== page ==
With social networks becoming more crowded and louder than ever, you may be wondering how your message can rise above the noise. Quality content and strategic targeting are certainly two ways of approaching the challenge, but what about your fans? They’re talking about you and your products, so how can you leverage that online and offline conversation into something that’s mutually beneficial?
A good way of doing this is by transforming some of your most passionate customers into brand ambassadors and empowering them to continue spreading the word about your product or service. Not only does this help to amplify your message, but it also gives your biggest fans a larger feeling of inclusion in your brand.
So how can you create a successful ambassador program? We’re glad you asked. Here are some best practices and examples of existing programs to help get you started.
Define Your Goals
This is one of those universal truths that applies to every aspect of your marketing initiatives. Before you even consider reaching out to customers, you first need to establish what you’re hoping to achieve through the ambassador program. Do you want to build brand awareness? Develop more content? Drive specific actions? How do the goals of the program align with your overall business goals?
Establishing structure doesn’t mean that you can’t be flexible in the future. If social media has taught us anything it’s that things move at a fast pace and can change over night. But having these goals in place help you and your ambassadors know what’s expected of them. It’ll also help in identifying problem areas within the program that might have to be reconfigured should one of your goals not be met.
Give. And Give A Lot
Your brand ambassadors are valuable members of your community and should be rewarded. But before we start talking compensation, the most important thing you can provide with them is information. Give them ideas of how to feature your brand and share the latest product information with their networks.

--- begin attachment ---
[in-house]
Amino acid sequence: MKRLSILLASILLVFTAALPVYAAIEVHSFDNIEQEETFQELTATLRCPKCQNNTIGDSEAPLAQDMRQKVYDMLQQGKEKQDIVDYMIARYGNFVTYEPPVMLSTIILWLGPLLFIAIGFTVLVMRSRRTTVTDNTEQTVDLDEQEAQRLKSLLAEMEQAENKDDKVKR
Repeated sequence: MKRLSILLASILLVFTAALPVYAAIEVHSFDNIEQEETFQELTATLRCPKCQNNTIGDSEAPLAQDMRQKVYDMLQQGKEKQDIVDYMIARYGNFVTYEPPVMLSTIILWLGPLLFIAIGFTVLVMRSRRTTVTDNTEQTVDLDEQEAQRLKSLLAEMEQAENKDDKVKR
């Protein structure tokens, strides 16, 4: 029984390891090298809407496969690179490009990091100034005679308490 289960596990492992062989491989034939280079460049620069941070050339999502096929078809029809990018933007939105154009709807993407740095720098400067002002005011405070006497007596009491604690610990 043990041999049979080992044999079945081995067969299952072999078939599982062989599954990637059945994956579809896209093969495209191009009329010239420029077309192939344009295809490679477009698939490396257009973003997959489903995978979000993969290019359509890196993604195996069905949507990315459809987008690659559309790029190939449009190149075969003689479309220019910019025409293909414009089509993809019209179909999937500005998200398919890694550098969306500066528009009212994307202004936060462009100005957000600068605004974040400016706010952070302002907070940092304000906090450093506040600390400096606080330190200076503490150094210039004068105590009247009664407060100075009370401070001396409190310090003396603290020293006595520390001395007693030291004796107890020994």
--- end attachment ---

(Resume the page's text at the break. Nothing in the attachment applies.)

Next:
Also, ask them how they want to be involved — some people might prefer hosting in-home events rather than blogging or tweeting. Play to your customers’ strengths. Not only does this help you maintain some control regarding messaging, but it also ensures that ambassadors don’t flake out on responsibilities due to a lack of communication, interest, or guidance.
In terms of compensation, it’s not always about money. Your biggest fans will likely want something else, such as access, acknowledgement, and exclusivity. For example, the Nintendo Brand Ambassador program invited its members to tour the Nintendo America headquarters, which is closed off to the public.
Lululemon, as another example, provides its ambassadors with all kinds of swag to share with others. Jones Soda gave its student ambassadors samples to hand out during midterms, finals, and major campus events. #DellCAP attendees were given access to the company’s CEO through a 30-minute interview. There are lots of creative ways you can reward your ambassadors, but something that should never be ignored is acknowledgment — both publicly and privately.
Create a Feedback Loop
This definitely plays into our first recommendation about developing your goals. The only way you’re going to achieve them is if your ambassadors have direct access to the brand and vice versa. Feedback goes both ways and is necessary in order for both sides to be successful. Encourage ambassadors to offer feedback about the program and your products. Additionally, you’ll want them to pass along any feedback they hear from their networks.
In turn, you’ll want to have a strategy in place for sharing this feedback with the rest of your team. Maybe it’ll be easier to have one or two ambassadors collect information from the rest of the group and then bring it to whoever is leading the program. Or maybe you’d rather dedicate a monthly Google Hangout with the entire group. Figure out what will work best for both sides and then move forward. This is where starting with a smaller group of ambassadors comes in handy, so you can see what works and put tried and true methods in place as your program grows.
Last but not least, know when to back off. A successful ambassador program will begin running itself. You’ll always be there, but eventually you won’t be required to be super hands-on. Over time your ambassadors will become familiar with the program and might even be able to recruit new members. More importantly, let their voice dominate this program. If consumers feel that your ambassadors aren’t genuine, then the program won’t be a success. Give your team the tools necessary to develop their voice and know when to take the back seat.